August 14th – The Day’s Most Fascinating News

G.I. Joke

Riot gear. Swat teams. Armored personnel carriers. Snipers. High powered rifles. Tear gas. These are the tools of war. But last night in Ferguson, they were deployed as the tools of crowd control. Instead, sparks were turned to flames and a media firestorm swept from Twitter to the mainstream media and back. From Slate’s Jamelle Bouie: How a demonstration turned into a disaster. At one point during the night, St. Louis County Police Chief Jon Belmar explained: “We’ve done everything we can to demonstrate a remarkable amount of restraint.”

+ The New Yorker: “What transpired in the streets appeared to be a kind of municipal version of shock and awe.”

+ Buzzfeed: The latest coverage of the fury in Ferguson.

+ Photos of the protests in Ferguson, and Hands Up, Don’t Shoot: the images that define the protests. And here’s a pretty amazing photo from students at Howard University.


And We’re Rolling

“Moments later, the police reemerged, telling us that we had to leave. I pulled my phone out and began recording video.” On social media, the story really got rolling when a couple of reporters were arrested by police. From the Washington Post: Wesley Lowery gives account of his arrest.

+ The events and coverage from Ferguson crystallized two key lessons about modern media. Lesson One: Do not abuse reporters if you don’t want a story to spread. Lesson Two: Everyone is a reporter. GigaOm’s Mathew Ingram on crowd-powered journalism.


Armor All?

Over the past few years, the Pentagon has doled out hundreds of millions of dollars worth of surplus military equipment to civilian police forces. As James Fallows explains, turning policemen into soldiers is the culmination of a long trend.

+ Just about every citizen is carrying a camera. Should police officers be required to record themselves? In 2012, researchers studied the impact of wearable cameras on police (and citizen) behavior. The results were pretty amazing.


Control Salt Delete

A new and massive study confirms that we’re consuming too much salt and “about 1.65 million deaths from cardiovascular disease each year can be attributed to sodium consumption.” In other news, the study also confirmed that not eating enough salt can result in a much higher risk of having a heart attack or stroke.


For Whom the Bell Trolls

Earlier this week, several Internet idiots tweeted offensive comments towards Robin Williams’ daughter (who has since left the platform). Now Twitter says it will do more to crack down on the trolls. But is it really possible to delete the jerks?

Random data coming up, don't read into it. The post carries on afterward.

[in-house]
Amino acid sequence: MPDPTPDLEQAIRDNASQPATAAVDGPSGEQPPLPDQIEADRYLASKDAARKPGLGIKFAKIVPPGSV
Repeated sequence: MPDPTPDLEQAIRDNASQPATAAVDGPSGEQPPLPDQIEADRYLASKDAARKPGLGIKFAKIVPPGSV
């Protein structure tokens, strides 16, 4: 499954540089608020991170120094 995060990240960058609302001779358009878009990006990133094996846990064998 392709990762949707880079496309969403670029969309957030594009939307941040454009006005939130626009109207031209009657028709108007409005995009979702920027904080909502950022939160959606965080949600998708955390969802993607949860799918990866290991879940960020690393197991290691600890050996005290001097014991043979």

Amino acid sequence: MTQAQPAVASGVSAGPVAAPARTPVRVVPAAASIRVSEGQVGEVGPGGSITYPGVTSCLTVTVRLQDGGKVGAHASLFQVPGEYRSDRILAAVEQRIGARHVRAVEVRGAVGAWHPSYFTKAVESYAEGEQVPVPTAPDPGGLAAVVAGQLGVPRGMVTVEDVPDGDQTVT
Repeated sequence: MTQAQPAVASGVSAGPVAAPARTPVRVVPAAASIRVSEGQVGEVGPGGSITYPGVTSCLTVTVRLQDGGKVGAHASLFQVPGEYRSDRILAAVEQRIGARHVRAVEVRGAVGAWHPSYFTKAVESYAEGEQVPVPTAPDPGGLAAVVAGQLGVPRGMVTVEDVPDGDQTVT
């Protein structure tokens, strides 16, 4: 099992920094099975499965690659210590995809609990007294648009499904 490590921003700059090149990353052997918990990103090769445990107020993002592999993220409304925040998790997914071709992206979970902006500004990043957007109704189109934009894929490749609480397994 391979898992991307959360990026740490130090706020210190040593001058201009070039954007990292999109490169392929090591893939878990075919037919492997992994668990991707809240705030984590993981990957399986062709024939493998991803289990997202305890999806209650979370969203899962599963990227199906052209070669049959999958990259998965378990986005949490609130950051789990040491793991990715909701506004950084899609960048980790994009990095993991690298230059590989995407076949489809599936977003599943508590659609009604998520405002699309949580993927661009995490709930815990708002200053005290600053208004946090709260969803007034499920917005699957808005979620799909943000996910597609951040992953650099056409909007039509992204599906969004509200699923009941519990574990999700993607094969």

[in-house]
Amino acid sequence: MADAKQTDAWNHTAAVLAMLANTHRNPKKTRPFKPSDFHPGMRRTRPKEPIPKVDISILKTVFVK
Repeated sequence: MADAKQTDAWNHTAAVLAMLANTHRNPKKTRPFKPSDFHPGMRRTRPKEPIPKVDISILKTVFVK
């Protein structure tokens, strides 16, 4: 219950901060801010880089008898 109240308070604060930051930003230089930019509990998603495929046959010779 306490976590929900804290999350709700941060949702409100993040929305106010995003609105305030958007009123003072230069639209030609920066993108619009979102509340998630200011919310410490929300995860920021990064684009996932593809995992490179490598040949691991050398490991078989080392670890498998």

+ Pacific Standard’s Nicholas Jackson on comments: “Even if they’re not vile and psychologically damaging, most of them aren’t worth your time. And we already have a better system in place.” I’d love to get your take on this divisive topic. (Kidding…)


Somewhere Out There

“There’s a name for the kind of education Fin and Rye are getting. It’s called unschooling, though Penny and I have never been fond of the term. But ‘self-directed, adult-facilitated life learning in the context of their own unique interests’ doesn’t exactly roll off the tongue, so unschooling it is.” Outside’s Ben Hewitt makes the case that that we should set our kids free from the standardized testing and indoor inactivity that’s choking the creativity right out of them: We don’t need no education. I suppose I’d let my kids go outdoors for a few hours as long as they bring a coat, wear plenty of sunscreen, take their Claritin, remember their allergies to all nuts and berries, and promise not to touch, eat, or otherwise engage with anything until they arrive back at my doorstep for their Purell scrubdown.

+ The Atlantic on the future of college. No libraries. No tenure. No ivy-covered buildings. No football games.


Want Fake Fries With That?

You wanted healthy. So Burger King introduced fries with less fat. And here’s what they learned. You didn’t want healthy.

+ “People who ate more fruits and vegetables over the 13-day period reported higher average levels of curiosity, creativity, and positive emotions, as well as engagement, meaning, and purpose.” Oh, I’m sure that study will totally get your kids to eat their brocolli?


Another Happy Subscriber

Everyone wants to kill email. And reports of its death have been prematurely reported for more than a decade. Well, it won’t die. And maybe it shouldn’t. After all, as Alexis Madrigal explains, it’s the best thing on the Internet.


Being There

“I differentiate between explorer and tourist: the former being someone that travels to an unfamiliar place to learn about it, the latter a barbaric asshat driven by the desire to document his very existence. The ‘I was here’ photographer with a penchant for flashing a peace sign. The Verge’s Thomas Ricker with an ode to the loss of serendipity. I’m not sure I agree with everything in this article, but I’ll link to just about anything that begins with the sentence: “Look at these idiots.”


The Bottom of the News

The NYT’s Alex Williams provides a list of some of the modern day power couples: “Thanks to the limitless opportunities for self-promotion that exist on Twitter, Facebook and other sites, each member of a power couple can now serve as the other’s best publicist, pumping his or her partner’s latest television appearance, award or book signing, all in the spirit of love.”

+ The Scrabble King is dead.

+ Advertisers may soon target you based on what they see in the background of your Selfies.

+ Tom Hanks just released an iPad App that mimics a typewriter (sans the whiteout).

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